After reading Chapter One on the book of Media Archaeology , written by Jussi Parikka and subsequently attending a symposium with the same person on Friday, I gained a more comprehensive understanding about media effects in our society, specifically, how the nature of a medium influences us as well as our environment.
One element that Dr. Parikka was talking about during the symposium which I especially liked was the impact, both deleterious and benign, of the physical essence of media in our lives. In terms of ourselves, our habits are concretely shaped by repeated utilization of the same form, or physical essence, as Parikka dubs it, of media. For example, having read more hard-copied books back during childhood, we simultaneously grew more accustomed to the presence of written media that we could touch and hold. Thus it is not surprising that most of us find it more comfortable and maybe even more reasonable to obtain a hard-copy of specific media, whether that be a newspaper, manual, textbook etc., rather than perusing said media on digital devices, such as PCs, laptops, and tablets.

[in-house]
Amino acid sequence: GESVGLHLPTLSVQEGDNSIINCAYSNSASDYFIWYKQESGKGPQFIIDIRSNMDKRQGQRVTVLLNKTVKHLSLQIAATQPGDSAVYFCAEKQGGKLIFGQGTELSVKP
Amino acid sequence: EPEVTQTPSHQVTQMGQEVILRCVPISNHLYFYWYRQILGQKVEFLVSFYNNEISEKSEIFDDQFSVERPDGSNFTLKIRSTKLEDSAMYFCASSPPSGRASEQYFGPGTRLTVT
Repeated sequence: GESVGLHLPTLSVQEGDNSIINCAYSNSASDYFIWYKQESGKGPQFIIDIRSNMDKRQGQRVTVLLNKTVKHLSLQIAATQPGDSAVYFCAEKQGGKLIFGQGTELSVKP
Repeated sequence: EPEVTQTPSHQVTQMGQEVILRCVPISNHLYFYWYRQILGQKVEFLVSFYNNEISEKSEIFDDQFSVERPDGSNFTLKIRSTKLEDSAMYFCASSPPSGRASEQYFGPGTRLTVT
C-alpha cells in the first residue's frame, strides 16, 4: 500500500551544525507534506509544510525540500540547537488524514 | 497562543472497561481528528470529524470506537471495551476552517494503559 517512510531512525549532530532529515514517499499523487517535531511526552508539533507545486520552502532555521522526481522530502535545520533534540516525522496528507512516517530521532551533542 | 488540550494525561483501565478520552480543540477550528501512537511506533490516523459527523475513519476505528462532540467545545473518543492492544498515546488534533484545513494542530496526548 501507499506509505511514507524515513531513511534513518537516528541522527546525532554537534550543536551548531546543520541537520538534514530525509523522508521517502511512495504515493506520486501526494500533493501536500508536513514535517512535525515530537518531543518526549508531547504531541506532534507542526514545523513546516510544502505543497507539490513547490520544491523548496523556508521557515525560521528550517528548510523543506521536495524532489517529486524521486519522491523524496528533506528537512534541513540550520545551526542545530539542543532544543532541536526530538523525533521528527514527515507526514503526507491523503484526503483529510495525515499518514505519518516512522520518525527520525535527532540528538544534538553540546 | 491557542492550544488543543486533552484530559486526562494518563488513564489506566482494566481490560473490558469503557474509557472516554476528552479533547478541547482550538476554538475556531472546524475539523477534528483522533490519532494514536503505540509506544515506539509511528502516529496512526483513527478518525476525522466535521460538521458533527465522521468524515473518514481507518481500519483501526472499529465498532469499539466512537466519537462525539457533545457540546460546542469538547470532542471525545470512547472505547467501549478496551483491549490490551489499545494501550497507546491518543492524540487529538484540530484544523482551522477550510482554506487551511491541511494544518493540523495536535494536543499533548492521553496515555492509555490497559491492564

Additionally, detrimental effects of the physical essence of media can be seen by environmental influence, specifically the creation of “dirty energy”, some mediums create in our world. Dr. Parikka talked about how an old watermill in his hometown in Finland got converted into a Google Data storage, and how the storage used hydroelectric energy as well as other forms of power sources to operate on a full scale, possibly polluting the ecosystem at the expense of creating more digital data “clouds” for Google users. Thus, we can see that the transmission of media, often considered invisible, often has an apparent physical essence to it. This physicality of media is also expressed in Neuromancer, where both hardware and software are abundant in the cyberpunk world.
Another very interesting aspect brought up by the authors during our discussion session was that whether a medium would become well-known or obsolete in mostly dependent on accident, which means that the fate of a medium customarily happens by accident, and cannot be physically manipulated into any direction. A classic example is the introduction of SMS text messaging in Europe, with phone companies at that time advertising the many advantages of text messaging. What the companies didn’t realize, however, was that the rapid proliferation of texting was not due to people’s recognition of it as a more advantageous method of remote communication than phone calls or other media, but that texting was simply cheaper and a better way to save money for households. This piece of history strongly demonstrated that how well-known a media can really become happens mostly accidentally.
The graphic-novel Daytripper that we will read and discuss this week in class presents some additional insights into media archaeology by furnishing different accounts of alternate history.
 Parikka, Jussi, Media Archaeology. http://www.ucpress.edu/book.php?isbn=9780520262744. Accessed Oct. 16, 2013